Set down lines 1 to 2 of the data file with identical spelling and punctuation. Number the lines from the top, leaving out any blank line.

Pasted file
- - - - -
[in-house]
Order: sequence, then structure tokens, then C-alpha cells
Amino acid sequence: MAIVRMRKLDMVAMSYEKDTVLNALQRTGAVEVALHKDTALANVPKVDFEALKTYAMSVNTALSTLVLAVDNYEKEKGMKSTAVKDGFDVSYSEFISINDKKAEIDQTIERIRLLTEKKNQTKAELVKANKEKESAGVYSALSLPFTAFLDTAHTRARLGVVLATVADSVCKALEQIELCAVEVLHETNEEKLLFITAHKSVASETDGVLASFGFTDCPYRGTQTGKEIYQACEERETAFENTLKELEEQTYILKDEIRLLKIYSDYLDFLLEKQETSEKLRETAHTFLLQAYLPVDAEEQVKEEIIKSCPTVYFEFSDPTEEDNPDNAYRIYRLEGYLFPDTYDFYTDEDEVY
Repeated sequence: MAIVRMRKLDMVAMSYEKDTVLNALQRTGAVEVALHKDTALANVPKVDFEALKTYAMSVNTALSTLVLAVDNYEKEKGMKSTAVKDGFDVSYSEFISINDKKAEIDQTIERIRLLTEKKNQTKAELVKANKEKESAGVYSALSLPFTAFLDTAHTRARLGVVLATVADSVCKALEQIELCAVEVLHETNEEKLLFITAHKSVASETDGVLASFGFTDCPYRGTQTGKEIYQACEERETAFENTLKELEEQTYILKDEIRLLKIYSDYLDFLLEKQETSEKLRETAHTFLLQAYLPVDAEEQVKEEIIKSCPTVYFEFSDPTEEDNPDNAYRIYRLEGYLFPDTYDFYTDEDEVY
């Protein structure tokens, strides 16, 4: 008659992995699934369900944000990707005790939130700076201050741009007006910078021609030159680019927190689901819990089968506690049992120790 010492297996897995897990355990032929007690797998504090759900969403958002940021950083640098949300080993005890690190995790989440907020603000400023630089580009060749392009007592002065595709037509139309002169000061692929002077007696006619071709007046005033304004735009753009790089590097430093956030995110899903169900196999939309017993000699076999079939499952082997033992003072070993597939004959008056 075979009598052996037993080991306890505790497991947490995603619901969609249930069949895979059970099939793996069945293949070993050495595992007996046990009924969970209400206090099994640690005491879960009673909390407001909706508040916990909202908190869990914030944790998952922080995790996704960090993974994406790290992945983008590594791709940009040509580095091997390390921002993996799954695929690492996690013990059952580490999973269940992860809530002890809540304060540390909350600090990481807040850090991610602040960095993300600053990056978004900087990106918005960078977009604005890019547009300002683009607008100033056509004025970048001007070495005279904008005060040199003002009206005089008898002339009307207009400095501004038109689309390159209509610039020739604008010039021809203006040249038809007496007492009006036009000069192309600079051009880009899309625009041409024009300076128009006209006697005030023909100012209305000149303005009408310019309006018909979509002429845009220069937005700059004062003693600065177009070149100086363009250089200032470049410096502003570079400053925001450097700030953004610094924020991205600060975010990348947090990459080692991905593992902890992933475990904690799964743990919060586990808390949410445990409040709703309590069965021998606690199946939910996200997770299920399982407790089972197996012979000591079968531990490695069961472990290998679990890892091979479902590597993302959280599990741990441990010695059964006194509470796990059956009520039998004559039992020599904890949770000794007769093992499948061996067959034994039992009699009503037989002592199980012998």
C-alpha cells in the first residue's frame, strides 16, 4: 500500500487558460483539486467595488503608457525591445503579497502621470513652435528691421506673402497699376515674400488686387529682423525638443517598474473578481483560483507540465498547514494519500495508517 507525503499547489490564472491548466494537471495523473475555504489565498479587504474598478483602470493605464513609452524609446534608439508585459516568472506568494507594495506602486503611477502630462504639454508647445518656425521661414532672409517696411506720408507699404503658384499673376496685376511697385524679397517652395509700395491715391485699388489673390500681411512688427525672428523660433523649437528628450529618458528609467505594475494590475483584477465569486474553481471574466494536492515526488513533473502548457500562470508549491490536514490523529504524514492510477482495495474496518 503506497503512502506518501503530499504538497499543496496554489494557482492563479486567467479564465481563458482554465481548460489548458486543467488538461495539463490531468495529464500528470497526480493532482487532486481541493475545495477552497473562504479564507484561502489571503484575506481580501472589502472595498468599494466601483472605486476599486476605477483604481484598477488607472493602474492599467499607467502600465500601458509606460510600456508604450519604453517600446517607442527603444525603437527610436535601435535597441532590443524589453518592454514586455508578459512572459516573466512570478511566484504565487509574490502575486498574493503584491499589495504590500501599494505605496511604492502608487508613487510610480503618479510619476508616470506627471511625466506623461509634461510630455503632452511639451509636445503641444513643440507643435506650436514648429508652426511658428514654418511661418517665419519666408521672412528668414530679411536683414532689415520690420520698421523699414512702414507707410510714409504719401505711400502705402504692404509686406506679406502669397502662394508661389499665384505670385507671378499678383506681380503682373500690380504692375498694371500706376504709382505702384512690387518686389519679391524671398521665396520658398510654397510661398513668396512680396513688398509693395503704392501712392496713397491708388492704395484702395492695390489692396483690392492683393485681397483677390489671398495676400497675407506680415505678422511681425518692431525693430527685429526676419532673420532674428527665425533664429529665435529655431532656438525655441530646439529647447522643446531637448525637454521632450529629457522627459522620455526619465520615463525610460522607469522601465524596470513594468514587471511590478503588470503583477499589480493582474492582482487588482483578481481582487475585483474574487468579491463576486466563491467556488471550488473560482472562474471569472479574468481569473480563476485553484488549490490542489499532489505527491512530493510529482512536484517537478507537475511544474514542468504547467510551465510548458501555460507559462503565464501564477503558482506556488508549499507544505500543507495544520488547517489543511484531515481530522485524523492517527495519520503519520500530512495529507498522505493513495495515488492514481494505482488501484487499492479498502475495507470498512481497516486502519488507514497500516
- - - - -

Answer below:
[in-house]
Order: sequence, then structure tokens, then C-alpha cells